Toxins prove deadly in the home
Household poisonings can make for bizarre reading, but the threat is deadly real. Toxins took the lives of 38 Hongkongers last year, in some cases from consuming the most mundane of household items, out of the 4,413 poisoning cases reported to the Hospital Authority.
Some innocuous-seeming items are easily mistaken for food by small children and some older people, Dr Lau Fei-lung, director of the Hong Kong Poison Information Centre, said last week in a review of the centre's work in 2011.
Three items in particular stood out among last year's poisonings, he said: iron powder refills for hand-warmer bags, toilet block cleaners in jelly form, and hazardous mixtures of bleach and caustic sodas - such as paint strippers - for cleaning.
Cases of two seniors in their eighties and one five-year-old eating the hand warmer refills were reported to the Hospital Authority. 'One of the old people apparently thought it was sesame soup powder,' said Lau. 'We have to make sure both young and old people understand which items are dangerous - the iron powder can severely burn the stomach wall.'
The refill packets, imported from Japan, had only Japanese writing on the outside. Lau suggested that imported commercial packaging should have additional labels in Chinese and English.
There were three cases of poisoning last year from consuming jellied toilet block cleaner; all three were small children aged between nine and 22 months old. 'It's pretty-looking and resembles jelly, which children enjoy eating,' said Lau. 'Children have to be told very clearly not to eat it, especially when they're already using the bathroom independently.'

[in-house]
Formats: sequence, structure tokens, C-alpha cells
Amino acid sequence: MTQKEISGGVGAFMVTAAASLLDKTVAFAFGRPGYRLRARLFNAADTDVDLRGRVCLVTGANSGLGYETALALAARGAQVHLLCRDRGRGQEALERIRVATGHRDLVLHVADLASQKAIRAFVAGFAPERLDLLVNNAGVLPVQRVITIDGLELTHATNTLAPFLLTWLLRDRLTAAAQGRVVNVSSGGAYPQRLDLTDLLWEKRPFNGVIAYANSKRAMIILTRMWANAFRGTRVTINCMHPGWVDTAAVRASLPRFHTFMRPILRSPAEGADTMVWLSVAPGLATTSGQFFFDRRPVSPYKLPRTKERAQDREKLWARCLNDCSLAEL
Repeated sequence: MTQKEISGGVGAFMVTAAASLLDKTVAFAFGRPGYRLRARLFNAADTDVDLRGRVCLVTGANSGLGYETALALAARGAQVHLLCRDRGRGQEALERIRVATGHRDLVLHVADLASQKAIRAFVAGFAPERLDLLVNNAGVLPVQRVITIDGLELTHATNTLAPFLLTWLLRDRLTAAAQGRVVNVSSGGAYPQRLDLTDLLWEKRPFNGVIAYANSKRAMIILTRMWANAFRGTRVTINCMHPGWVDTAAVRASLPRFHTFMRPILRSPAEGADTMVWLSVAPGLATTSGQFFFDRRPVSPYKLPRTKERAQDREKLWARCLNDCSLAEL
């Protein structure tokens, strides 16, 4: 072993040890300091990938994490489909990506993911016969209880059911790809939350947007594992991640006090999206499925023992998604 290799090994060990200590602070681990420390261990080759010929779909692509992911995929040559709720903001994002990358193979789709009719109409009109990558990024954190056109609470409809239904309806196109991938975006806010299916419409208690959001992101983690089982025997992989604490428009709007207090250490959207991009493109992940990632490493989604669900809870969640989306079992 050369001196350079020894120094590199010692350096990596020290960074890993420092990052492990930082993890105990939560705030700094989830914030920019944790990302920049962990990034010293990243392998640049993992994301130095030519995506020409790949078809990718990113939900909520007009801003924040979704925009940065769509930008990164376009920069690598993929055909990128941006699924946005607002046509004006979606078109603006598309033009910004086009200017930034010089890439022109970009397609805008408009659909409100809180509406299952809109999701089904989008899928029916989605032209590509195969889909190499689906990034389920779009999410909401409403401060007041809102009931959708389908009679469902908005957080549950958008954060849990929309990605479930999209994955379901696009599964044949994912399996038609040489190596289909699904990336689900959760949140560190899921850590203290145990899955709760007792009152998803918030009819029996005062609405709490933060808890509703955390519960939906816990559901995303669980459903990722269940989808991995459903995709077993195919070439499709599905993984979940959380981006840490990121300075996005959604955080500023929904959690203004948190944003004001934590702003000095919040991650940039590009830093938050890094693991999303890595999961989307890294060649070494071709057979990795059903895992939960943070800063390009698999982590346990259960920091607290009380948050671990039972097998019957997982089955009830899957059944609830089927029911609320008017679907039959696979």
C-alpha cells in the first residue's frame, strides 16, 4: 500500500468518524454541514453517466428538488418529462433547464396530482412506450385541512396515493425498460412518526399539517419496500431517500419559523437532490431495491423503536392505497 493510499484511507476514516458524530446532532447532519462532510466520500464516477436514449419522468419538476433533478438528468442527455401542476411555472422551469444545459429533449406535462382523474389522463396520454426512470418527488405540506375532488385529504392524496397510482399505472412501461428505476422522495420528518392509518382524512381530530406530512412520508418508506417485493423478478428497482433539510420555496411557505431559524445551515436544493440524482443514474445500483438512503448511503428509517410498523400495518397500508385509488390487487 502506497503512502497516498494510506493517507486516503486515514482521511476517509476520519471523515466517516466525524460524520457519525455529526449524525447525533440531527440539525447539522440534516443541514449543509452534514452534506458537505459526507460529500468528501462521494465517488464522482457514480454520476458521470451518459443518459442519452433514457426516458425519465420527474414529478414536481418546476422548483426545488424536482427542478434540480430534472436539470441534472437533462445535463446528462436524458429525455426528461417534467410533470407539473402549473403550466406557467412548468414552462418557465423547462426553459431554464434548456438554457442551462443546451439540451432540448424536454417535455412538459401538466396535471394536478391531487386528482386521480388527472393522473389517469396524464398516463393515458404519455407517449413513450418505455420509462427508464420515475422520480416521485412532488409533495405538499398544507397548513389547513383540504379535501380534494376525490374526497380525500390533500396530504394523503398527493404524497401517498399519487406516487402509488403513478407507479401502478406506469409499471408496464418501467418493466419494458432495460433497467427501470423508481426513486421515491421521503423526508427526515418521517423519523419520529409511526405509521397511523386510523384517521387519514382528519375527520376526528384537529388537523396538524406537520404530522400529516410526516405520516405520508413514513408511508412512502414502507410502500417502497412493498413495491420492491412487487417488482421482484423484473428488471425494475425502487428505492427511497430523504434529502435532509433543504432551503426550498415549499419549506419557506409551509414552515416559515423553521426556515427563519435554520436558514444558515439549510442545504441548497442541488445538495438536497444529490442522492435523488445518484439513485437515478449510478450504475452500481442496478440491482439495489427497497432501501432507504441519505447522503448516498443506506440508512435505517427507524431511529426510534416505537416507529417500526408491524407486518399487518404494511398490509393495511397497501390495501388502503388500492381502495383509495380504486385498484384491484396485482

The producers of the toilet block cleaner might consider making it look less like food, Lau said.
Some poisonings are not selfinflicted, such as accidents and bug bites and stings that trigger allergic reactions. The Hospital Authority recorded 1,154 of those cases last year, including two bee stings blamed for causing heart attacks.
Lau urged people with life-threatening allergies to carry an autoinjector, like the EpiPen, with them for emergencies. A quick injection in the leg can stop an allergic reaction.
But most of the poisonings were preventable, and caused by ignorance. Out of the 38 deaths, 14 were related to misusing medical drugs - the highest single cause of the deaths.
There were 40 fatalities due to accidental poisoning in 2008 and 2010; and 33 in 2009. The total numbers of annual poisoning cases have been on an upward trend: 4,029 in 2008, 4,338 in 2009 and 4,418 in 2010.
The second-highest cause, with six deaths, was intoxication from burning charcoal in what were probably suicides. Four people died from illicit-drug use: three with opium and one with a potent mix of other drugs.